Thanksgiving. The truly American holiday, and one that can be celebrated both religiously and secularly. Its purpose is in its name, and it serves to remind us that we are social creatures, happiest and best-off when connected in positivity and gratitude with our families and friends.

Newspapers and websites, social media feeds, and pundits of all stripes, however, are stumbling all over each other to instruct us on how to “survive” Thanksgiving dinner, presumably because it’s inevitable that politics will arise and that there will be differing opinions. And, apparently, because in the age of Trump, people are prone to verbal violence even at the Thanksgiving dinner table.

I’m here to do the same.

Sort of. I’m not going to offer tactics for keeping debate civil, or for deflecting the topics away from the hot-buttons (or hot-button, aka Trump).

Instead, I’m going to ask you a simple question. Has your life – not the thoughts in your head, but your life – been so altered by Trump’s presidency that you feel the need to either rage against his existence or trumpet to the skies in fervent adoration because of his Presidency?

Be honest. If you are reading this, the answer is almost certainly “no.”

So, take a breather. Relax. Don’t feel you have to attack his defenders, or defend against his attackers. Let it all roll off your back if someone else agitates. Be happy in the day. Enjoy the company of your family and friends, even if you disagree vehemently on politics in general or Trump in particular.

No minds are going to be changed at the Thanksgiving table, and you garner no performance stars for stepping yet again into the fray. Eat, drink, enjoy the company of others. Yes, talk politics if that’s where the conversation goes, but take the challenge to prove, to yourself and to everyone else, that you can debate a matter in a pleasant and civil fashion. And, if someone else gets wound up, just shut yourself down. Think of it as performance art. Be the unshakeably happy person at the table, and mean it. You have every reason to take a day to embrace all the good associations in your life and their importance to your happiness.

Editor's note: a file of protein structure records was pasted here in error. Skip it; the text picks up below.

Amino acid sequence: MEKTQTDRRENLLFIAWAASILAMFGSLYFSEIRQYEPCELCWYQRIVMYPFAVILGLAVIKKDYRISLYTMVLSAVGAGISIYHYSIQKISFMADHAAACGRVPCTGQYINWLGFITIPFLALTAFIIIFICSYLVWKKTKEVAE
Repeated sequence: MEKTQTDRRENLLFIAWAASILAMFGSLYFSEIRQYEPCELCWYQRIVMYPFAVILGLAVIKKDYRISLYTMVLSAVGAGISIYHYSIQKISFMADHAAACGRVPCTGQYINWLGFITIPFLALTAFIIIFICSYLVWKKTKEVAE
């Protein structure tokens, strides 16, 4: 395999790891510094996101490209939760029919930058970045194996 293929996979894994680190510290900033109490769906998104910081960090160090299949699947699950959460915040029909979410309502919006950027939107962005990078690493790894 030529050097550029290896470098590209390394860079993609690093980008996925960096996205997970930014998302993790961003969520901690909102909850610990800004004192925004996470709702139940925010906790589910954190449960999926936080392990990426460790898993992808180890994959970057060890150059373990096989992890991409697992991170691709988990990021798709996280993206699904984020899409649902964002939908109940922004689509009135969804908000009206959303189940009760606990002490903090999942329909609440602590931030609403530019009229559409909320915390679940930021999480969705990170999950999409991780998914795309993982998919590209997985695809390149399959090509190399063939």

As for the polarizer-in-chief? He’ll still be President tomorrow, and you can resume your unfettered adoration or raging hatred, if that’s your bag. Or, not. Maybe a day of perspective will help restore some balance, tone down your emotional commitment, and remind you that things really haven’t changed all that much.

Happy Thanksgiving!

Peter Venetoklis

About Peter Venetoklis

I am twice-retired, a former rocket engineer and a former small business owner. At the very least, it makes for interesting party conversation. I'm also a life-long libertarian, I engage in an expanse of entertainments, and I squabble for sport.

Nowadays, I spend a good bit of my time arguing politics and editing this website.


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